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Choosing a Graduate or Postdoc Advisor

Beginning a graduate degree or a postdoc may well be the most important choice of your science career, and at the time, you may feel that you lack the knowledge to choose well. So, before you settle on a particular professor to be your advisor, it is important to seek out all of the necessary data that you need to make a properly informed decision. Students and postdocs should approach this important decision in the same way that an investor evaluates a potential business risk. Why? The choice of advisor directly dictates the career possibilities that open to you as a graduate student or postdoctoral fellow.

Making the Big Decision

The most important criterion in selecting an advisor is the degree to which their students are sought after by other academics and people in industry. Most graduate students and postdocs have a narrow window of opportunity to succeed in landing an academic or industrial position. Understanding what doors might be open to you when joining a given advisor's group can be very reassuring, and a good way of guessing that is by investigating the career outcomes of past alumni from that group. For example, an advisor who has many fruitful contacts in industry will likely help students or former postdocs find industrial positions in the companies the advisor has links with. Advisors who do cutting-edge research in hot fields, have been awarded prizes, have published extensively, and sit on editorial boards of journals are more likely to spawn the next generation of faculty.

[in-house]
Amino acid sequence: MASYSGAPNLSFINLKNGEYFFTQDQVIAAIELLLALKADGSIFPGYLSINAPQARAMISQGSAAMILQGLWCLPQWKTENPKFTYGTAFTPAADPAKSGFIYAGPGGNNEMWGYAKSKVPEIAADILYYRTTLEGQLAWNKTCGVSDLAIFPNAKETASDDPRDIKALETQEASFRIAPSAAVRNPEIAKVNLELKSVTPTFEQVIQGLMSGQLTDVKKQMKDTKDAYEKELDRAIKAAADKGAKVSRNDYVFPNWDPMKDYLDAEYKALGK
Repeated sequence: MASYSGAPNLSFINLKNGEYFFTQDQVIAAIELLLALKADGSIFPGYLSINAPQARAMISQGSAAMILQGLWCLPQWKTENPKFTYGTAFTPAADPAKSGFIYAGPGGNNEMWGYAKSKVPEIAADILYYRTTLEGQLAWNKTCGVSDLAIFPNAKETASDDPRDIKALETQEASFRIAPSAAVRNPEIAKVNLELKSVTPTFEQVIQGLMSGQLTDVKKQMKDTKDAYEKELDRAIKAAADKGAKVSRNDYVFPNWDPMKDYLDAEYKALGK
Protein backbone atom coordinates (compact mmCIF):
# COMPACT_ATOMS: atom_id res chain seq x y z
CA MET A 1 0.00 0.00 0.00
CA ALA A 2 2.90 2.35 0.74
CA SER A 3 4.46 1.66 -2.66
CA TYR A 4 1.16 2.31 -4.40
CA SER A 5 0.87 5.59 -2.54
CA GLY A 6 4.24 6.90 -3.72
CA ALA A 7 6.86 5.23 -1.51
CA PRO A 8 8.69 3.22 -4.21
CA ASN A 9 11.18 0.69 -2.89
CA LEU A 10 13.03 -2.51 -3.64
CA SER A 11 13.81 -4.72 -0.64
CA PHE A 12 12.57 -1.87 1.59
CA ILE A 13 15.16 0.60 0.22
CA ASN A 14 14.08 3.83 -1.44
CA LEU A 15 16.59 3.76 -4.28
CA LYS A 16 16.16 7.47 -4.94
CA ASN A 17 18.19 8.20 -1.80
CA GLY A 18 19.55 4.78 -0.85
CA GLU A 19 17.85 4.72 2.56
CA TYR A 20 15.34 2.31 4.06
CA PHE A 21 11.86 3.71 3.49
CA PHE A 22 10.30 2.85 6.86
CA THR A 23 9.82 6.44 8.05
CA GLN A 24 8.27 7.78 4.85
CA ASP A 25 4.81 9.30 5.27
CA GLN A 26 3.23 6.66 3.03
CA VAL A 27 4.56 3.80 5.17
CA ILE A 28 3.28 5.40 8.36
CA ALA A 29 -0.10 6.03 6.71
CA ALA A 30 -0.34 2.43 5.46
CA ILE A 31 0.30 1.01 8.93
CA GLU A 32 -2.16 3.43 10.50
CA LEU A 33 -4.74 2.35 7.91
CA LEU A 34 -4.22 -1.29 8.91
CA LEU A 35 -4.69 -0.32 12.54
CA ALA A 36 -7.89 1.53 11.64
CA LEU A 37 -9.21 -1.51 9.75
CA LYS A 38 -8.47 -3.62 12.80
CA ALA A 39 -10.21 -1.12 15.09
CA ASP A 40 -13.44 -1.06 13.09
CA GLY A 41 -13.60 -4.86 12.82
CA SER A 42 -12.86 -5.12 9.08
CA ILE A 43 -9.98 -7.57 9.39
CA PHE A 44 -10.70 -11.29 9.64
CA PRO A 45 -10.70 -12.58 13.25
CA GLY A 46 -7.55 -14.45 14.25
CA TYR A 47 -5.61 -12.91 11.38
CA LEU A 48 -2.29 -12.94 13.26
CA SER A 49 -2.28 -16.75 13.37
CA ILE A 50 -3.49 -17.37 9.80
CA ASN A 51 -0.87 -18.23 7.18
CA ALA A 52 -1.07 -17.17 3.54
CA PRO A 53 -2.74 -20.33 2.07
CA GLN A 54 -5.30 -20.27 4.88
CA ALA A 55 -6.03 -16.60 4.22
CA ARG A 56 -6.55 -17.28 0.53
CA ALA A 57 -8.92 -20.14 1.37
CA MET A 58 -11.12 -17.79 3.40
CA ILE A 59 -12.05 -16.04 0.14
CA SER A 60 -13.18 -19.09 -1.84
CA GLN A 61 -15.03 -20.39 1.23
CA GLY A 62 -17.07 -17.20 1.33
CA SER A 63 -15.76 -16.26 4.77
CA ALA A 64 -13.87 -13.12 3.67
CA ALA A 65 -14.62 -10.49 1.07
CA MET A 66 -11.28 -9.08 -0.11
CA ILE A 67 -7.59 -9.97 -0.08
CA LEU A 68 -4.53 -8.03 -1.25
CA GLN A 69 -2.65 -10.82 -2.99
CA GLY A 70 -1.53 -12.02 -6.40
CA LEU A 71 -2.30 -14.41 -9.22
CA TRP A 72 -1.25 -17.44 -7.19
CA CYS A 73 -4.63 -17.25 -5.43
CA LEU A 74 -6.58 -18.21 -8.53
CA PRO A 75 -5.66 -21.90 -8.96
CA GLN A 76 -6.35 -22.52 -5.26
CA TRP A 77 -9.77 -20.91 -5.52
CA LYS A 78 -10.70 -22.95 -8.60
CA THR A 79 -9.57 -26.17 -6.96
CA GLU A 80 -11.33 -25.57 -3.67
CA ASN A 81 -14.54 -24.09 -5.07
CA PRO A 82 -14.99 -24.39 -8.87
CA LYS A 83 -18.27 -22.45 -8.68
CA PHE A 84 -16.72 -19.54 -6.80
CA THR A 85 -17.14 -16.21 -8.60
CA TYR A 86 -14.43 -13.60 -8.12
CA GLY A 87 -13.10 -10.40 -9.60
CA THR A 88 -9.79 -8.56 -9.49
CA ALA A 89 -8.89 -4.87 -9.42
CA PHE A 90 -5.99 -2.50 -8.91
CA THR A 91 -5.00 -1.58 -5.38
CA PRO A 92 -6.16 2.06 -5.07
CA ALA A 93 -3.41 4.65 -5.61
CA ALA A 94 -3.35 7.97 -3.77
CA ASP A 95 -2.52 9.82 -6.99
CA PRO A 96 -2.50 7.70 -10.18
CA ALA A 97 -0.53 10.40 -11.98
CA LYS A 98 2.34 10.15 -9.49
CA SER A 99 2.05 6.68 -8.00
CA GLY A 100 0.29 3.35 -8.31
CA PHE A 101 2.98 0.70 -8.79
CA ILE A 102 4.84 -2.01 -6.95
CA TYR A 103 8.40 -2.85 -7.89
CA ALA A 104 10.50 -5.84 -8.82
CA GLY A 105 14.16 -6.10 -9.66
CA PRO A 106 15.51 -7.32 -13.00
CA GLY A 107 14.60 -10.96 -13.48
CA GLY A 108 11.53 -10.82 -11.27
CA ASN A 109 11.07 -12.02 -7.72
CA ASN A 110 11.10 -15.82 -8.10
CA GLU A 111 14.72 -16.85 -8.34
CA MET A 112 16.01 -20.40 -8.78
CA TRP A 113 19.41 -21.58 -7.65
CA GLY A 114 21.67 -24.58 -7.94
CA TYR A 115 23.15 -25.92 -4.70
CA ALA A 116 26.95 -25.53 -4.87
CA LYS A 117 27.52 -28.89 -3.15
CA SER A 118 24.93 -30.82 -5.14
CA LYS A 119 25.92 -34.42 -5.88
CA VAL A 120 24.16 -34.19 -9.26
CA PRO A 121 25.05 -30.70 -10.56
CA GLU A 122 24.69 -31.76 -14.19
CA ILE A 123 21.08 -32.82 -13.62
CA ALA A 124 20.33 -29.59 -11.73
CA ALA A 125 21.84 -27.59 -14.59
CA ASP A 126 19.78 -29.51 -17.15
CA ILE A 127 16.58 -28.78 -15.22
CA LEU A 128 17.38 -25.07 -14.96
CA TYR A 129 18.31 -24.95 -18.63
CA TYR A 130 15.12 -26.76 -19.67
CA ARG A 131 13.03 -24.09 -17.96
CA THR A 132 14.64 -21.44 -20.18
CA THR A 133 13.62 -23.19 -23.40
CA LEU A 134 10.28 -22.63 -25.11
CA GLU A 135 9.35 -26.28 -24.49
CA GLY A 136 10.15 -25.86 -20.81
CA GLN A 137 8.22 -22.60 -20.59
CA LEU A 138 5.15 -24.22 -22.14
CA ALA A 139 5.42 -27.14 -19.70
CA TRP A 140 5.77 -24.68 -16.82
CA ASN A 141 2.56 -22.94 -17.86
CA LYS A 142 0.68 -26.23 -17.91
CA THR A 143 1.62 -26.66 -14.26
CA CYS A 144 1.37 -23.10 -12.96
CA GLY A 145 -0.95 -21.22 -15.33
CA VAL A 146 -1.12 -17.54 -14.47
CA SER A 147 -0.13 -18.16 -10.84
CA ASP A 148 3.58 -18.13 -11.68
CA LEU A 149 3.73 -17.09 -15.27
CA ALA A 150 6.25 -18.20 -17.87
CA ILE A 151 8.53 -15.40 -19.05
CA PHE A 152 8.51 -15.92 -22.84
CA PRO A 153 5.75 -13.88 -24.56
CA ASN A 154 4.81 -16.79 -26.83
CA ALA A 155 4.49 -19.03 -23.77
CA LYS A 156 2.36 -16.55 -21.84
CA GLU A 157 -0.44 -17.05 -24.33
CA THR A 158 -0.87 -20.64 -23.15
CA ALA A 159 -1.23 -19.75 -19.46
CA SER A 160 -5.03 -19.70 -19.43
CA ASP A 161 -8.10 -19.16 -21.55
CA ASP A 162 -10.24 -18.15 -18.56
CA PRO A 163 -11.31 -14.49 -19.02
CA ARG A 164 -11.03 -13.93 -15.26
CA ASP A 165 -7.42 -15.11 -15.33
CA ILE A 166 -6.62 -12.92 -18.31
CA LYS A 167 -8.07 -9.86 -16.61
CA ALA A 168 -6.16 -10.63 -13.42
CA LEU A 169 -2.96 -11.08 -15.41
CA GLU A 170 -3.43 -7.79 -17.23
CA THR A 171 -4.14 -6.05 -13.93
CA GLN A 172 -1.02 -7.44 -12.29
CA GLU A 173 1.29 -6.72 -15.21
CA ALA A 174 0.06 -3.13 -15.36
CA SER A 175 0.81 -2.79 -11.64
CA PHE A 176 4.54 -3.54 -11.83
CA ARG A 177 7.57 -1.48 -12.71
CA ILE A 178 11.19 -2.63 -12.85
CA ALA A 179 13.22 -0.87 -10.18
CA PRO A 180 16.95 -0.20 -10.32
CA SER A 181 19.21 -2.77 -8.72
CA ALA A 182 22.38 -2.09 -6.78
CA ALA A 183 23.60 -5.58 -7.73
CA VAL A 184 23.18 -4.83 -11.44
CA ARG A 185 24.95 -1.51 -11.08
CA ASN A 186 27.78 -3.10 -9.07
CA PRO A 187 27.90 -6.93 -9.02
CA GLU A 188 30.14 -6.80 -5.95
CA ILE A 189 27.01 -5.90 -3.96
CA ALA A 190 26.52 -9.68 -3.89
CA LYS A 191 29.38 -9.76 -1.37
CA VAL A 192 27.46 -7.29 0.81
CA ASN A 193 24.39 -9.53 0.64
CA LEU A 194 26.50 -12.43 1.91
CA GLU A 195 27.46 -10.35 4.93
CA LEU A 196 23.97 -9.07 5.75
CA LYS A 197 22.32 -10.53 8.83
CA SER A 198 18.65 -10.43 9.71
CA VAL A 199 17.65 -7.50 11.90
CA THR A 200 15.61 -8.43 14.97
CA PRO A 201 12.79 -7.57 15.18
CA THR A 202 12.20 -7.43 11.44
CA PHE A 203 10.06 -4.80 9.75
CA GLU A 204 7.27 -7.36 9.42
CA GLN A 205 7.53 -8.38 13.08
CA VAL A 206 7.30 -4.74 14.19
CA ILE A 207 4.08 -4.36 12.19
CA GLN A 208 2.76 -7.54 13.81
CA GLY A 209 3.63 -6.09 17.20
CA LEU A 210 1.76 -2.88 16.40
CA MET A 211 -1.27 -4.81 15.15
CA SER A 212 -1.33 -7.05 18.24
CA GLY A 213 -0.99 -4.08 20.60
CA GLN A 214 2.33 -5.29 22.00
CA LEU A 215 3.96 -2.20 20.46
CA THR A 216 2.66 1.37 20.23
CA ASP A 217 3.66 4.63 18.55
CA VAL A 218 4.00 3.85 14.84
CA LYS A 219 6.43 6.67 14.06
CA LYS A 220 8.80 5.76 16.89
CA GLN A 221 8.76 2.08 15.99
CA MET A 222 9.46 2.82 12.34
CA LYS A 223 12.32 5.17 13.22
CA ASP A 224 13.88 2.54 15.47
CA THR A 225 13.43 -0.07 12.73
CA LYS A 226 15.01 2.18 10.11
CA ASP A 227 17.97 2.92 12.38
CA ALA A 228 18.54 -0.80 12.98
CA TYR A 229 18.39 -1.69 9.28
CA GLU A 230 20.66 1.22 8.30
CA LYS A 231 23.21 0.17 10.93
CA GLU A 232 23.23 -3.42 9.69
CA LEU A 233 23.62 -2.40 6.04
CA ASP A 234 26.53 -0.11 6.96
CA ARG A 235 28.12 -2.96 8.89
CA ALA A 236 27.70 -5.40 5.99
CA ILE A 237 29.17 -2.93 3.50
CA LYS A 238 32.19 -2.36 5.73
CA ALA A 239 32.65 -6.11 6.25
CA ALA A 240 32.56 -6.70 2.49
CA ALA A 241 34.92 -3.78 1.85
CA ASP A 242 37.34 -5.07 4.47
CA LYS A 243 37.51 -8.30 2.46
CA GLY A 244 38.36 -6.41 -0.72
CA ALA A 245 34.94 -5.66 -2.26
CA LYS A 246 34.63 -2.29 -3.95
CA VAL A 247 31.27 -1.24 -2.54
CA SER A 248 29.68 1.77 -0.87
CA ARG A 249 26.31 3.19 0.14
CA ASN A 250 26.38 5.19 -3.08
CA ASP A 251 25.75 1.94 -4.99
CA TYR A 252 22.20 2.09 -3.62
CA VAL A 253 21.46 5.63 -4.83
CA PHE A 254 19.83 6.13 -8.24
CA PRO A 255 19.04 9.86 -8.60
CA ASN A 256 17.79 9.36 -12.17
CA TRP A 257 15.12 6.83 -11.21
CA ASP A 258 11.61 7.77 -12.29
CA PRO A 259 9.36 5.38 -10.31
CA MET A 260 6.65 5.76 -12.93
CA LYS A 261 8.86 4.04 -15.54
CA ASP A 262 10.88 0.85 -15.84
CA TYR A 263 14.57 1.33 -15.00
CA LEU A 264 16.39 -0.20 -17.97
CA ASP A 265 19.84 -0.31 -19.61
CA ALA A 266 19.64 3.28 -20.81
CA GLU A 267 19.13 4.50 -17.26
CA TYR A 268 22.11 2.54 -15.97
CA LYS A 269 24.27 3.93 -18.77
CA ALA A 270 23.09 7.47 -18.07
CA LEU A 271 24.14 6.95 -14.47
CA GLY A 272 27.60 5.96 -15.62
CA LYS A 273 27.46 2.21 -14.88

The subject of career development, which includes choosing advisors and mentors, is often left to one's own devices--and a good dose of luck--especially in academia. Unlike in the perceived "real world" of industry, there are far fewer career resources available for those who wish to pursue graduate education in the sciences. To help prospective students in this choice, Careerchem was created. In this online resource, graduate students will find a checklist of questions that they can ask potential advisors, whether they embark on careers in academia or industry. Although this Web site is directed at those who wish to pursue academic careers in chemistry, the suggested strategies for choosing advisors could be applicable to many areas of science.